9. Memorandum of Conversations0


  • Dr. Johnson’s Proposals for Solution of the Arab Refugee Problem


  • (not at all meetings):
  • The Secretary
  • Dr. Joseph E. Johnson, Special Representative, Palestine Conciliation Commission
  • NEA—Assistant Secretary Talbot
  • IO—Assistant Secretary Cleveland
  • IO—Deputy Assistant Secretary Wallner
  • NEA/NERobert C. Strong
  • NEAJames M. Ludlow
  • UNPStephen E. Palmer, Jr.
  • NEWilliam R. Crawford, Jr.

At the Secretary’s request, Dr. Johnson explained his proposals1 as follows:

There are three premises: (1) minimum public commitment by the parties, (2) objectives are limited to implementation of Paragraph 11 of Resolution 194 (III),2 and (3) an effort should be made to have the plan launched and in limited operation before the 17th General Assembly, as recommended by the Athens Chiefs of Mission Conference.
Essentials of the plan are the confidential recording of refugee preferences, and the initiation of such recording without prior undertakings save reasonable assurance that U.N. representatives would have customary facilities and freedom to function effectively.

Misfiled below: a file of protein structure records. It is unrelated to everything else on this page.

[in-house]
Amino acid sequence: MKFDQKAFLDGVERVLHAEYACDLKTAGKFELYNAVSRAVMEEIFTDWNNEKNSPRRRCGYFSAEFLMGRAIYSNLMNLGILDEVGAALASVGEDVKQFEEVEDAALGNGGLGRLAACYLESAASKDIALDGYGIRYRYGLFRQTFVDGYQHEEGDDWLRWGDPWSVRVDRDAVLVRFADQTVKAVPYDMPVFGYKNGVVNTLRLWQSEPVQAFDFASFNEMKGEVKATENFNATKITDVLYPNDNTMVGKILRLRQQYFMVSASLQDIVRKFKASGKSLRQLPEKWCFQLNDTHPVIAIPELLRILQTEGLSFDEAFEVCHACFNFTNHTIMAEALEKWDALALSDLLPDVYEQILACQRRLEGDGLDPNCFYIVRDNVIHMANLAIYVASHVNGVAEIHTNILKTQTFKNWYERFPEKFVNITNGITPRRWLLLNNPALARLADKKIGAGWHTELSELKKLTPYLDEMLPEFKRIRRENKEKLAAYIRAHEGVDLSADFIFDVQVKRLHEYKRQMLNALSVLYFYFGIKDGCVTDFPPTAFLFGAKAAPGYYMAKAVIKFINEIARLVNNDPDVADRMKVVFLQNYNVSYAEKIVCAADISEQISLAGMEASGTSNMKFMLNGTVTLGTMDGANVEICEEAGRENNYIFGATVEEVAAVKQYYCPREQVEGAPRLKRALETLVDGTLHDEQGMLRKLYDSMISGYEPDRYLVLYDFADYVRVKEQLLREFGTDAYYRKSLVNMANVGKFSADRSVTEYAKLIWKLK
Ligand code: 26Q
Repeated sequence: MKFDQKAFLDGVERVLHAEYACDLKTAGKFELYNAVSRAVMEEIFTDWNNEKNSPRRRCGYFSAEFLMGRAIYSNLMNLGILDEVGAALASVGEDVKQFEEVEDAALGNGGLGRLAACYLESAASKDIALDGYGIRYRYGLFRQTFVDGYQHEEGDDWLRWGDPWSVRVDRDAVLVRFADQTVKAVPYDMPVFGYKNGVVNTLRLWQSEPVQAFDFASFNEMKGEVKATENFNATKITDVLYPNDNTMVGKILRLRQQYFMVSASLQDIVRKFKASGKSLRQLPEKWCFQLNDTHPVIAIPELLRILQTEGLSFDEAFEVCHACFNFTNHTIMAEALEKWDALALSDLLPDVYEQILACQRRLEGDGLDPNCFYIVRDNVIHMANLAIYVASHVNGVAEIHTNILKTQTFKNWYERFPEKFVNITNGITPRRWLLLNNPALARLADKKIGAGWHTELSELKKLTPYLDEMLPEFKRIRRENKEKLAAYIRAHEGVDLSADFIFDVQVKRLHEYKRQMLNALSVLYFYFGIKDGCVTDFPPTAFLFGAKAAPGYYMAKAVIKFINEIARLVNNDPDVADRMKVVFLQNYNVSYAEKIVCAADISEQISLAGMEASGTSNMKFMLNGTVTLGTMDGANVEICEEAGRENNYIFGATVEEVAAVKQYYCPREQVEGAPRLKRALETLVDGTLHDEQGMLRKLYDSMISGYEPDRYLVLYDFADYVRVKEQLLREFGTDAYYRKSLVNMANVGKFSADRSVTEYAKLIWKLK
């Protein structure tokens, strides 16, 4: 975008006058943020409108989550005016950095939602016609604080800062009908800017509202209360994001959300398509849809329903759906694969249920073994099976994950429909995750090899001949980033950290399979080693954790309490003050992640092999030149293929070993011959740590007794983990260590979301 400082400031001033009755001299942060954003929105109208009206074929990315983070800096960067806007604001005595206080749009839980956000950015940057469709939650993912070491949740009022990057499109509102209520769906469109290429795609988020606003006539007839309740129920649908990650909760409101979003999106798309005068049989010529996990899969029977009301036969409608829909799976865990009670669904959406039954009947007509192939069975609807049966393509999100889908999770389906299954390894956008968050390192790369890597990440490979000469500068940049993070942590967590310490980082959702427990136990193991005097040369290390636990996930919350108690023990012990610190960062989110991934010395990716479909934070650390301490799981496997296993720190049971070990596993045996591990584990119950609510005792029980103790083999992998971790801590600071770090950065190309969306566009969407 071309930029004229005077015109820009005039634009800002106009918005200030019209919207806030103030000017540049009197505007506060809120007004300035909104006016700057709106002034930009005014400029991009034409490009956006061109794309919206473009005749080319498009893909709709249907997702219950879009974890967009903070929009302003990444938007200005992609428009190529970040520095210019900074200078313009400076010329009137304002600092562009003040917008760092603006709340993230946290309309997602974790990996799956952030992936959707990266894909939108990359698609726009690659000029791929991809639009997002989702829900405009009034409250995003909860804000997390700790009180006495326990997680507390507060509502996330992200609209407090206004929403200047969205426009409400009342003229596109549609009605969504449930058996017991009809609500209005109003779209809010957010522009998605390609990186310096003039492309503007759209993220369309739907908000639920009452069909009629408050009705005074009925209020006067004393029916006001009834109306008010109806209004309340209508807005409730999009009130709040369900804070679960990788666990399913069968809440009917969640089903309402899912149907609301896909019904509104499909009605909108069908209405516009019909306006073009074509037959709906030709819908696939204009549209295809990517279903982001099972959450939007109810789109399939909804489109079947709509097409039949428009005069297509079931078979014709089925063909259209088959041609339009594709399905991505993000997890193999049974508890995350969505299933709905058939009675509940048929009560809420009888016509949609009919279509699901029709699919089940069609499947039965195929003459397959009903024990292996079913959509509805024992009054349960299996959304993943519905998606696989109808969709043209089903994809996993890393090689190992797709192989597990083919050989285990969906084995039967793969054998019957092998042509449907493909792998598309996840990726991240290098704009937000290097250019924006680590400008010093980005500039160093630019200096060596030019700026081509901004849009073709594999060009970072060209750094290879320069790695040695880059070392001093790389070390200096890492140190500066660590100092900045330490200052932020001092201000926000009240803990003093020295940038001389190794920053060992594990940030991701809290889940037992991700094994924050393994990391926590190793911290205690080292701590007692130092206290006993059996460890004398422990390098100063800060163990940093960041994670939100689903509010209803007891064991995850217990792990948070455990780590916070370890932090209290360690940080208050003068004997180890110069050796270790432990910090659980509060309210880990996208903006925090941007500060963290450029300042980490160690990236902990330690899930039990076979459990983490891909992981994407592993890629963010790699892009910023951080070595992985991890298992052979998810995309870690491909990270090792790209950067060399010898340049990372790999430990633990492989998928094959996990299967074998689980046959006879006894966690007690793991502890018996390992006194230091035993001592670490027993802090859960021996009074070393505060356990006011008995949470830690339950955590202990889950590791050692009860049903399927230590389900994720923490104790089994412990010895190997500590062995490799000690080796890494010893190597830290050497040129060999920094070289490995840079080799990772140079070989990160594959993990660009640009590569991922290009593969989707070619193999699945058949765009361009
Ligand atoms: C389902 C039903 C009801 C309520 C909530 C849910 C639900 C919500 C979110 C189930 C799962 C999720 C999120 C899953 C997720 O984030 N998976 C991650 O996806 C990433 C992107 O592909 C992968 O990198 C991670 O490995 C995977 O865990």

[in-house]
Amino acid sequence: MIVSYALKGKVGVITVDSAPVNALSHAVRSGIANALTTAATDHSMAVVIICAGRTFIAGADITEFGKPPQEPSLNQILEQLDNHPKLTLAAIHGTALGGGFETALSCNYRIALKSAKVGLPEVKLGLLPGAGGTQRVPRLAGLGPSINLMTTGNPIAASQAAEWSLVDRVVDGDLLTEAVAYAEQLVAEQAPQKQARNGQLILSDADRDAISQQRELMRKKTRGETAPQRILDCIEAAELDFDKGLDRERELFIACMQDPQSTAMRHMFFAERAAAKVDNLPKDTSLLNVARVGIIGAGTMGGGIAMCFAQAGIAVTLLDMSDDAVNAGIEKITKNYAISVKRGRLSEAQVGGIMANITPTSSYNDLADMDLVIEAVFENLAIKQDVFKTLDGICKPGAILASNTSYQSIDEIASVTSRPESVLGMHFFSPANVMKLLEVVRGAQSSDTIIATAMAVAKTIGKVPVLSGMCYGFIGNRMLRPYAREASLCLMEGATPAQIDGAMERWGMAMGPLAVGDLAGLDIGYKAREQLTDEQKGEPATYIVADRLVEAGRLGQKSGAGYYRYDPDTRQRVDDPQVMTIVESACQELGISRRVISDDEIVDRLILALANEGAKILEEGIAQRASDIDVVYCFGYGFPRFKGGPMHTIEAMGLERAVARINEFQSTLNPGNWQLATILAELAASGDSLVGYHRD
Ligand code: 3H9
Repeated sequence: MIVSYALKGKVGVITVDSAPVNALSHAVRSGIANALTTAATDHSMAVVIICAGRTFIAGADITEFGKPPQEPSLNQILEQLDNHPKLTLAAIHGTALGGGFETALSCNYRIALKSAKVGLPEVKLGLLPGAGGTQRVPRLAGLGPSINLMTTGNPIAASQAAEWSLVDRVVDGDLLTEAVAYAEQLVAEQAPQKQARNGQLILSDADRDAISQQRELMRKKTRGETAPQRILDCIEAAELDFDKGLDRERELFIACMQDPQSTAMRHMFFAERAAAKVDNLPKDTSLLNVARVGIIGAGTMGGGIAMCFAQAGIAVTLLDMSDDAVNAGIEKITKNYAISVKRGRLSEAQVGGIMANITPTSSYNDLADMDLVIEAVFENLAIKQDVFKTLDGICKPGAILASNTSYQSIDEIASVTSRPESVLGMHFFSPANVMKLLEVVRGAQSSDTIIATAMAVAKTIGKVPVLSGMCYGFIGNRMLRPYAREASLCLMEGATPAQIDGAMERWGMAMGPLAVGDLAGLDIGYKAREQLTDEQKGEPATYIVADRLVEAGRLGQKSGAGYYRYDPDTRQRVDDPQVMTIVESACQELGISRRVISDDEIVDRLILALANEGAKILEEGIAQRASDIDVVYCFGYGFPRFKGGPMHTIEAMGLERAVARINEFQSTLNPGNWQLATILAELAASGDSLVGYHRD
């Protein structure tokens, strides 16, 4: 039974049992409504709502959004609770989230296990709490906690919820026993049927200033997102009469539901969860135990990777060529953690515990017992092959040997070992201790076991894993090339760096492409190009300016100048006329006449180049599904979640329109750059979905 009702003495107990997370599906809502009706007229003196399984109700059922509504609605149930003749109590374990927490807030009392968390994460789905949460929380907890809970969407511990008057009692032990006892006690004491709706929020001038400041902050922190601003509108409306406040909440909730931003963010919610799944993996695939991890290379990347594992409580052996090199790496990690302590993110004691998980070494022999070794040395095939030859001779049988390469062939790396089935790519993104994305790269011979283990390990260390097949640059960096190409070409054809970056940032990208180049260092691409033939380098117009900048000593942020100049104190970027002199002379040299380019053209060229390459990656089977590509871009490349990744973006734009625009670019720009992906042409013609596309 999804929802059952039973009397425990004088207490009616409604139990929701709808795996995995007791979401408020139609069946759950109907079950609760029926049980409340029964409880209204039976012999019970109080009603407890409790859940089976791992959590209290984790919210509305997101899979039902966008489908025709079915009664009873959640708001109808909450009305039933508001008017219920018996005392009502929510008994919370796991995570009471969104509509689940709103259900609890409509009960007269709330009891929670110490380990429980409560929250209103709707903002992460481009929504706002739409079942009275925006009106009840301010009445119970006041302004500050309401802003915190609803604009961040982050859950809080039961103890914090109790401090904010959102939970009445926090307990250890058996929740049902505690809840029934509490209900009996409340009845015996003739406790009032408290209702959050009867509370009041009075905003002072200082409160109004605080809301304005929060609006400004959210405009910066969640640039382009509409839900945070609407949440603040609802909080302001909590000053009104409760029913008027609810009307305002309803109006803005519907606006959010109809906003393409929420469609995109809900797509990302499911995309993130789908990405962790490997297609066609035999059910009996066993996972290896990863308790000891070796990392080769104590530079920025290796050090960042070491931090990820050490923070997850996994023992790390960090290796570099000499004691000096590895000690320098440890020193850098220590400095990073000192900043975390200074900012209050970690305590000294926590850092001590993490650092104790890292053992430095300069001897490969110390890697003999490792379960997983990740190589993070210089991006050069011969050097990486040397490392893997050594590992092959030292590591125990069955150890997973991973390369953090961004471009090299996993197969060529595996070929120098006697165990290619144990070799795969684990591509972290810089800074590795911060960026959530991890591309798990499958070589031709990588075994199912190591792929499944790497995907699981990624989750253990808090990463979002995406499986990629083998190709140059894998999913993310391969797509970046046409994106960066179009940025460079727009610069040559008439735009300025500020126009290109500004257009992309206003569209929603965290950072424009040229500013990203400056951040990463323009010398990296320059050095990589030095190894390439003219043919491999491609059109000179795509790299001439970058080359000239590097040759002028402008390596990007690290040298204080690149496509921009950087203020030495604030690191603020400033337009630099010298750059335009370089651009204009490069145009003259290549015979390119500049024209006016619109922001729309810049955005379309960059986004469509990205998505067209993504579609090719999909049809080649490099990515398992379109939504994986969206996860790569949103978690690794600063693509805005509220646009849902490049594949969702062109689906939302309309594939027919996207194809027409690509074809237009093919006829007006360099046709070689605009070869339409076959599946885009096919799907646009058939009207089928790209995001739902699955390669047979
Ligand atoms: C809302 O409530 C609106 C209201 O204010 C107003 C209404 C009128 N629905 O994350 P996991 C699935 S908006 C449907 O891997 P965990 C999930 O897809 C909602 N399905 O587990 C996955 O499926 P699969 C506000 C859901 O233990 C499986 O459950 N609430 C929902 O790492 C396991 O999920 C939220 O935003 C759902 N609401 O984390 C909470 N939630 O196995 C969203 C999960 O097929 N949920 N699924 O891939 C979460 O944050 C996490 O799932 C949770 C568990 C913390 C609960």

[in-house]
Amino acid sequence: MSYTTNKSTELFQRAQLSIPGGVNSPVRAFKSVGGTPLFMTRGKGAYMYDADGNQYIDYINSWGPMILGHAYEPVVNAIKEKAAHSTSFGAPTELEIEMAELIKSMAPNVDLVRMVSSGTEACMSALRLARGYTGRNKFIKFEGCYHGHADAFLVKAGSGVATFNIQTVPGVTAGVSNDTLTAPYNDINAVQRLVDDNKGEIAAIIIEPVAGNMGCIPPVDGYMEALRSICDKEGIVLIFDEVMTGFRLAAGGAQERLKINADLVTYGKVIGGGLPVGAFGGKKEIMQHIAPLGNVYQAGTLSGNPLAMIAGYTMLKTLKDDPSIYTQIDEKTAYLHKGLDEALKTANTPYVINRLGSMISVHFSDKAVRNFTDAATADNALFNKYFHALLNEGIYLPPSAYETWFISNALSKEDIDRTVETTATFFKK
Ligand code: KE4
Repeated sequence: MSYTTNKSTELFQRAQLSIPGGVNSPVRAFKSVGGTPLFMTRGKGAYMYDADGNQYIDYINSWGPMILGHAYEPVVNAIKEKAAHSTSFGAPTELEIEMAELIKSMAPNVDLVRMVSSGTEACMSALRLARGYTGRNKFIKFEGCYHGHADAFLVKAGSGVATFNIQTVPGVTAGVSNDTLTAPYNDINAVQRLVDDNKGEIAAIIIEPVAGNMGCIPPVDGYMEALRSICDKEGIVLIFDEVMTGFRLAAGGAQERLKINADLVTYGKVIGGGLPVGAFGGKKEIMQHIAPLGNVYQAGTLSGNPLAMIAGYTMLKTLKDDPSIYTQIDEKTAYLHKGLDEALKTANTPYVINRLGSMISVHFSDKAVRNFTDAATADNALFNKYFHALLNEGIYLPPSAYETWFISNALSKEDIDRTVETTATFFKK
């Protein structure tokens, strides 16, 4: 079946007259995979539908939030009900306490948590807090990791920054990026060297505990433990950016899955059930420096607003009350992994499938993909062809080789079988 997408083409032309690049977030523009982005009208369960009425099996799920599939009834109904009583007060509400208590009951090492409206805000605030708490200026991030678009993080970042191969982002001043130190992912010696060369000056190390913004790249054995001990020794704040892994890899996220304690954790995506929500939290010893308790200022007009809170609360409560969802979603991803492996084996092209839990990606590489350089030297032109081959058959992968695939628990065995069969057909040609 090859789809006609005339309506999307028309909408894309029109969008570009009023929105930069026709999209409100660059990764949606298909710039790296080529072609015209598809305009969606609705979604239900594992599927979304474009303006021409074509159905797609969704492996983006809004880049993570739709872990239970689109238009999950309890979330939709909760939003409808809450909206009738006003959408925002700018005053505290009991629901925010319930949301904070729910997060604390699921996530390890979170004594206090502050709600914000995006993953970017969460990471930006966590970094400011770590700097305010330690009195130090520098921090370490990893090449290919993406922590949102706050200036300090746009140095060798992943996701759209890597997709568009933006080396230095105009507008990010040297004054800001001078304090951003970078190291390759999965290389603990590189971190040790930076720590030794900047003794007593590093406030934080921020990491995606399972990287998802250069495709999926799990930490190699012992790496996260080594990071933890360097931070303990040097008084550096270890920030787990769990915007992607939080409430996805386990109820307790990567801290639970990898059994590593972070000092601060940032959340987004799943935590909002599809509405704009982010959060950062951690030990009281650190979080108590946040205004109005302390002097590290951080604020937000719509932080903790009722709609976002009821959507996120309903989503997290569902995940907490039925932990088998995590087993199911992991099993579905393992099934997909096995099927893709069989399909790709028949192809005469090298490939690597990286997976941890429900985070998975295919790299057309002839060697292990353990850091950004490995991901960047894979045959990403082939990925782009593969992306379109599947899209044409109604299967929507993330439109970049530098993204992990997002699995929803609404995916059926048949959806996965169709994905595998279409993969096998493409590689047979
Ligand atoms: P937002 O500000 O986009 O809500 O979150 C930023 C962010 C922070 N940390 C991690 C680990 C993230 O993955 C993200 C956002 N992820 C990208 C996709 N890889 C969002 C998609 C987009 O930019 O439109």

It may be that refugees will not voluntarily send in questionnaires or that there will be refusal to cooperate in implementing refugee preferences on the part of either the Israelis or Arabs or both. But there is agreement with working level officers in the Department that we should try to go ahead with a process of this sort and should inform the parties that we intend to do so.
There is one issue unresolved. On grounds of the legislative history of Resolution 194, of equity, and of practicality, should the U.N. undertake to facilitate payment of compensation, as appropriate, to refugees being repatriated? The Department, which concurs that what we are all seeking is a formula to result in a final choice of repatriation by about one refugee in ten, does not agree. It holds that adding the inducement of compensation to the prospect of repatriation would produce a difficult-to-control ratio of expressed preferences for repatriation as contrasted with resettlement far higher than one in ten. It believes for a number of reasons that compensation for loss of or damage to properties of returning refugees is a responsibility of Israel.